And I’ve experimented with different content types, just text, text with images, these carousels. I’ve also done videos before. For me, ultimately, the workflow is the most important, so an efficient workflow. The posting has to be done quickly. I can’t produce long videos because I do that alongside work and try to do one every day. If a posting like that takes half an hour, then that’s just time, and the shorter, the better.
So specifically, I work with Canva. I previously worked with Keynote from Apple, which you can also export as a pdf and then upload. Canva is just interesting because it’s all online and can be posted immediately on LinkedIn and even scheduled. And that’s quite good for me. Partly I do on vacation. Somewhat it goes through, but Canva automatically posts one or two weeks. And I have the articles prepared. And I have my templates in there, my style ultimately with colors and font, and then I have to write it down, and then it’s also finished.
Sometimes it’s like this, sometimes it’s like that, depending on how mature the idea is. Sometimes it needs an exciting graphic. I think about a post for several days before it’s ready. Some I actually write and then don’t send it because I think it’s stupid because the fixed idea doesn’t work.
It varies a lot how long I need for posts. Sometimes it’s an idea, and until the post, it’s only five minutes. And I’m done. Sometimes the idea is in my head or somewhere on the notepad, even several weeks. And they may not go out at all. That’s very different. Sometimes I have no lead time at all. Then I have to post something in the morning, in quotes, I don’t have to, sometimes I skip a day. Sometimes, before Christmas, for example, I had the whole month of December full because I sat down once and said I have time, do this now. And then it was, by before Christmas, I had prepared two and a half weeks.
I only have one template. So in terms of style, it looks the same. I have three different colors that I change somehow; that’s random. It doesn’t always look the same, but the structure is always identical. So I don’t differentiate there. There are, of course, more text-heavy posts and more graphics-heavy posts. I wouldn’t distinguish, so I took the template from the text and made the text away, and made a graphic in. After that, it just looks different. But it’s not like I follow a system that on Mondays, I only have motivational posts, and on Tuesdays, I only have training posts. That’s how it comes to my mind. And how also I say the impulses come from my daily work.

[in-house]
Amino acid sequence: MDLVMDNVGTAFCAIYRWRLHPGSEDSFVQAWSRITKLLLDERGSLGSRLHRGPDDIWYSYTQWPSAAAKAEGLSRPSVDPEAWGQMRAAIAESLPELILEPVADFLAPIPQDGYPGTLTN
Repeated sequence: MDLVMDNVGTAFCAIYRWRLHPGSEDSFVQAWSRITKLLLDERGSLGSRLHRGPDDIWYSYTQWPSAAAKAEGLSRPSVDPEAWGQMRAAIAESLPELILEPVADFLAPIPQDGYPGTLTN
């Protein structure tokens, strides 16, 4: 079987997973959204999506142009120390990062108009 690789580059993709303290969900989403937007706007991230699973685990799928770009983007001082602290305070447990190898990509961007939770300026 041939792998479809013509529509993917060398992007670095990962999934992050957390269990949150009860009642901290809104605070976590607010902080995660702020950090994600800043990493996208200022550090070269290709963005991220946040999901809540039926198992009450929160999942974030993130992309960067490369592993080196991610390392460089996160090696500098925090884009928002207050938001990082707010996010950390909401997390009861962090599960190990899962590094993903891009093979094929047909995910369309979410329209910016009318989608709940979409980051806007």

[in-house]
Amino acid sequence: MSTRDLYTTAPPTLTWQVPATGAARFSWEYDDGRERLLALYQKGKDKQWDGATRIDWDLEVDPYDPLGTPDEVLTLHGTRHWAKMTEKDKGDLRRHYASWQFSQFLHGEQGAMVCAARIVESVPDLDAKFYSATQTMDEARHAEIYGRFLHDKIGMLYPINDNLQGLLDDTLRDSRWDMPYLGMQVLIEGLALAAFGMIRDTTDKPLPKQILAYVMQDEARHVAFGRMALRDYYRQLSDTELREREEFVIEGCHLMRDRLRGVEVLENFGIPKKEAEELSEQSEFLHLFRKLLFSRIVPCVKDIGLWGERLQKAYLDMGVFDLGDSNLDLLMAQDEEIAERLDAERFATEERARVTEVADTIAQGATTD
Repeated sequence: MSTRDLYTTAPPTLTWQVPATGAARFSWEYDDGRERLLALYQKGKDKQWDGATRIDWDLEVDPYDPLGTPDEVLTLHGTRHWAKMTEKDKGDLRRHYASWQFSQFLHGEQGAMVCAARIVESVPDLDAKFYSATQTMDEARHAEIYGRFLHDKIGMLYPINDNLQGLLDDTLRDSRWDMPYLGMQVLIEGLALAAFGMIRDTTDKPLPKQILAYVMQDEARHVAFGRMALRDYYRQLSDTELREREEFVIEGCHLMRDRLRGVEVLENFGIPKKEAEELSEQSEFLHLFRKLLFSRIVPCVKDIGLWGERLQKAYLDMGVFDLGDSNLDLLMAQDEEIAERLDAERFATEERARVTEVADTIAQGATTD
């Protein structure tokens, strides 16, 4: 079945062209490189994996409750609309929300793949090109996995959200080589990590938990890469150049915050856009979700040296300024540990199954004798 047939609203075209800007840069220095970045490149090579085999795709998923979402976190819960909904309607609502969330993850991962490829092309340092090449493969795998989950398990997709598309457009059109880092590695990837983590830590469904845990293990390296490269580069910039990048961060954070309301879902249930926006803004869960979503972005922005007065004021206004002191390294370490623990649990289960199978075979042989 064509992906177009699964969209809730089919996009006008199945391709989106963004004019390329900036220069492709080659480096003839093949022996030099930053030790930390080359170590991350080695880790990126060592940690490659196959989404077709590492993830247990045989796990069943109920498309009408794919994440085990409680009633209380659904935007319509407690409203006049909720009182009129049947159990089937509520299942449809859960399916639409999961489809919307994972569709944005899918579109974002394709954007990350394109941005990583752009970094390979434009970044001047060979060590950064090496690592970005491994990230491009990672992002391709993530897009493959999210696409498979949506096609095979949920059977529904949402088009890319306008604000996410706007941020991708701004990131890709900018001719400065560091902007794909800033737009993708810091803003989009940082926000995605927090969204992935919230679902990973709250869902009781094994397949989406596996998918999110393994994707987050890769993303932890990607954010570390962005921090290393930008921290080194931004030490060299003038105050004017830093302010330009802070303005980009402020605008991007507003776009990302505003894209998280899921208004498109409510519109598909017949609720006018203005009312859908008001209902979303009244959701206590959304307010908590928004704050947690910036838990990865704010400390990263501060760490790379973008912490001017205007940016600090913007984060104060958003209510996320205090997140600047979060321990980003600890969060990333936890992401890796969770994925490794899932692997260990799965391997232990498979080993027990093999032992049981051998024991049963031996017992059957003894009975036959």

I don’t know how much it’s read, so whether it’s the one-sentence tile that resonates with the audience or the longer text that explains that one sentence, I don’t know. There’s not that much commentary there either that you could kind of read that out. I’m experimenting with it, but I don’t write huge texts because of the time.
So you can write 1,000 characters already on LinkedIn. That’s for me than actually three, four paragraphs with one, two sentences. That’s all it takes to explain what I have on this tile.
As I said, whether these texts are read, I don’t know at all. I feel that also as annoying work, I must say. I remain unclear and leave room for interpretation to write this text about it. I have tried it, of course, once.
But now, today, I have a post where no text is over it. So where I have now also no one-sentence tile but made a text in the carousel. I’m experimenting with it now. These are then essentially shorter texts that do not require any explanation.
Kind of interaction
I have experimented with call-to-action elements. I find that rather, rather clumsy. “Comment here or make a heart if you find that.” I see pretty clumsy. Also, call-to-action like “if you want to download this” or “if you want to have the document comment with XYZ,” I find it clumsy. Still, it works, but I usually refrain from that.
I read all comments, not always immediately. I rarely answer them. I don’t get into a discussion. So when people criticize something, I say thank you for the perspective, “you can also see it that way.”